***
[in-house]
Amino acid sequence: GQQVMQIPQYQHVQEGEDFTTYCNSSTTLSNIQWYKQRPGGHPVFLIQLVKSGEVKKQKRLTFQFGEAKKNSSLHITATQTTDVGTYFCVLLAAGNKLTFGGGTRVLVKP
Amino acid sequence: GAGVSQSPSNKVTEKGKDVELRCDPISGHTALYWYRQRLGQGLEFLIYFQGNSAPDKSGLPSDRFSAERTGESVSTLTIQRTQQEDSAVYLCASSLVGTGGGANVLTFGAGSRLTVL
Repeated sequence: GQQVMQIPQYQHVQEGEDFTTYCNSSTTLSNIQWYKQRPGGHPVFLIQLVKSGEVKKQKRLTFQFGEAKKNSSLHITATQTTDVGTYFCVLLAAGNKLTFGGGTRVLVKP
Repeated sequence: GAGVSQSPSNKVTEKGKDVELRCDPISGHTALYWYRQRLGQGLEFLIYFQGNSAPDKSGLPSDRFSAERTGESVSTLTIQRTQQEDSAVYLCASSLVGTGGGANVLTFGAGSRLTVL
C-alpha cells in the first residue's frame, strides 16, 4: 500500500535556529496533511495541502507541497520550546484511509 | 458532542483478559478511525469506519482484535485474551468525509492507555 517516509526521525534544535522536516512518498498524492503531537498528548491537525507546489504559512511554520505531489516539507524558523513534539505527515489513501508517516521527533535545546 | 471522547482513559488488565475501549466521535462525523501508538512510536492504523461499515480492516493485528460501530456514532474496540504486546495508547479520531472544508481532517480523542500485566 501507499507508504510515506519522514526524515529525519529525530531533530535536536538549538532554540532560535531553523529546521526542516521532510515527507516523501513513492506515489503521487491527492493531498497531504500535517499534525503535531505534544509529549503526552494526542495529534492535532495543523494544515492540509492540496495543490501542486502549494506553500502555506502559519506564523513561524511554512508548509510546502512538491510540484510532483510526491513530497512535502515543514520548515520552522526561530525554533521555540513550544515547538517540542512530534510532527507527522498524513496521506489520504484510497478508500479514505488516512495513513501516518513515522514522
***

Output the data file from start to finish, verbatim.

[in-house]
Amino acid sequence: GQQVMQIPQYQHVQEGEDFTTYCNSSTTLSNIQWYKQRPGGHPVFLIQLVKSGEVKKQKRLTFQFGEAKKNSSLHITATQTTDVGTYFCVLLAAGNKLTFGGGTRVLVKP
Amino acid sequence: GAGVSQSPSNKVTEKGKDVELRCDPISGHTALYWYRQRLGQGLEFLIYFQGNSAPDKSGLPSDRFSAERTGESVSTLTIQRTQQEDSAVYLCASSLVGTGGGANVLTFGAGSRLTVL
Repeated sequence: GQQVMQIPQYQHVQEGEDFTTYCNSSTTLSNIQWYKQRPGGHPVFLIQLVKSGEVKKQKRLTFQFGEAKKNSSLHITATQTTDVGTYFCVLLAAGNKLTFGGGTRVLVKP
Repeated sequence: GAGVSQSPSNKVTEKGKDVELRCDPISGHTALYWYRQRLGQGLEFLIYFQGNSAPDKSGLPSDRFSAERTGESVSTLTIQRTQQEDSAVYLCASSLVGTGGGANVLTFGAGSRLTVL
C-alpha cells in the first residue's frame, strides 16, 4: 500500500535556529496533511495541502507541497520550546484511509 | 458532542483478559478511525469506519482484535485474551468525509492507555 517516509526521525534544535522536516512518498498524492503531537498528548491537525507546489504559512511554520505531489516539507524558523513534539505527515489513501508517516521527533535545546 | 471522547482513559488488565475501549466521535462525523501508538512510536492504523461499515480492516493485528460501530456514532474496540504486546495508547479520531472544508481532517480523542500485566 501507499507508504510515506519522514526524515529525519529525530531533530535536536538549538532554540532560535531553523529546521526542516521532510515527507516523501513513492506515489503521487491527492493531498497531504500535517499534525503535531505534544509529549503526552494526542495529534492535532495543523494544515492540509492540496495543490501542486502549494506553500502555506502559519506564523513561524511554512508548509510546502512538491510540484510532483510526491513530497512535502515543514520548515520552522526561530525554533521555540513550544515547538517540542512530534510532527507527522498524513496521506489520504484510497478508500479514505488516512495513513501516518513515522514522